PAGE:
Jordan

Unlike many of the states in the Middle East, Jordan has no oil of its own. Its resources are mainly limited to phosphates and agricultural produce. So the economy depends largely on services, tourism and foreign aid, for which the US is the main provider.

Stability is a key factor in economic development: power remains firmly in the hands of King Abdullah II, who retains the loyal support of the army and the security services.

But reformers – some concerned with Jordan’s affiliation to the US – continually press for change. And the kingdom’s blueprint for long-term political, economic and social change – known as the National Agenda – has yet to be fully implemented.

Economic policy focuses on an ongoing privatisation programme and attempts to encourage foreign investment. However, the privatisation process has been subject to parliamentary delays owing to concerns about the policy's impact on employment levels and the fiscal revenue base.

But strong local and foreign investment, particularly from the liquidity-rich Gulf states, along with Iraq-related business, has helped to raise average GDP growth levels. Currently, GDP growth is around 6% (5.8% in 2008) and has been around this mark for the past three years. Jordan's conservative banking sector has been largely protected from the worldwide financial crisis, but many businesses, particularly in the tourism and real estate sector, are predicting a slow-down in 2009.

GDP by sector is: agriculture 3.6%, industry 10.1% and services 86.3% (2008 estimates).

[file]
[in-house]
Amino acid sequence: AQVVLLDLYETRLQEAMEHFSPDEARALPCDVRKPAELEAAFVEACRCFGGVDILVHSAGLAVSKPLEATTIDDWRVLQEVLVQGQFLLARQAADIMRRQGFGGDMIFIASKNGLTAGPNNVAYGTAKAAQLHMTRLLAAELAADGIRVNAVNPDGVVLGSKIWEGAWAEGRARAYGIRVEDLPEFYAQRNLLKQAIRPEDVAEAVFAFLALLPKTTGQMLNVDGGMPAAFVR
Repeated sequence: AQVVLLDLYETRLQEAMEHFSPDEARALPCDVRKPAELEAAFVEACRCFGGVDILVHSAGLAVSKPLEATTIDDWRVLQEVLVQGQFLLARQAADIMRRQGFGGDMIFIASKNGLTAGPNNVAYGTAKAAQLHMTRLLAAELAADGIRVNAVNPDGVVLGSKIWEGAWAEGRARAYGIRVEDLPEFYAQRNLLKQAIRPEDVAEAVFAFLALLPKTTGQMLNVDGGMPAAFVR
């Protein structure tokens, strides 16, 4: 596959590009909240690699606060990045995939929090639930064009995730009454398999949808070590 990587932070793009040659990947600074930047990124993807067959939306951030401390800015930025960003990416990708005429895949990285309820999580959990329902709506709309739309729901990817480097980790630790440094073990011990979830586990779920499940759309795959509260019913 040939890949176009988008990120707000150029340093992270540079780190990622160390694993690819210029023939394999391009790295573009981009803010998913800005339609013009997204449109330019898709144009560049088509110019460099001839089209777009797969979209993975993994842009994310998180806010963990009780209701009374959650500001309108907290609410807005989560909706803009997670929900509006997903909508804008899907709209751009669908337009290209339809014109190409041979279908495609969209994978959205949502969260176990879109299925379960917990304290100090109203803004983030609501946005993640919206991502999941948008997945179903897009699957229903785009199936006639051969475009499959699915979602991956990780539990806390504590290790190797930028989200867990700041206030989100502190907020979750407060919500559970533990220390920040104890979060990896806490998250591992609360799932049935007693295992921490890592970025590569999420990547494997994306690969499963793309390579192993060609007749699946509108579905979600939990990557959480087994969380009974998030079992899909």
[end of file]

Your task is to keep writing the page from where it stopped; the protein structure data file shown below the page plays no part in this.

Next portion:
Poverty, unemployment (12.9% officially but approximately 30% unofficially) and inflation are fundamental problems, but King Abdullah II has undertaken economic reforms in a long-term effort to improve living standards.

Since Jordan's graduation from its most recent International Monetary Fund (IMF) programme in 2002, the country has continued to follow IMF guidelines, practising careful monetary policy, making headway with privatisation, and opening trade channels.

Jordan's exports have significantly increased under a free trade accord with the US and the Jordanian Qualifying Industrial Zones, which allow Jordan to export goods duty-free to the US.

Export partners are the US 22.4%, Iraq 12.9%, India 8.3%, United Arab Emirates 7.8%, Saudi Arabia 7.5% and Syria 4.9%. Import partners are Saudi Arabia 21%, China 9.7%, Germany 7.5%, the US 4.7% and Egypt 4.4% (2007 figures).

The main challenges facing Jordan are reducing dependence on foreign grants, reducing the budget deficit, attracting investments and creating jobs.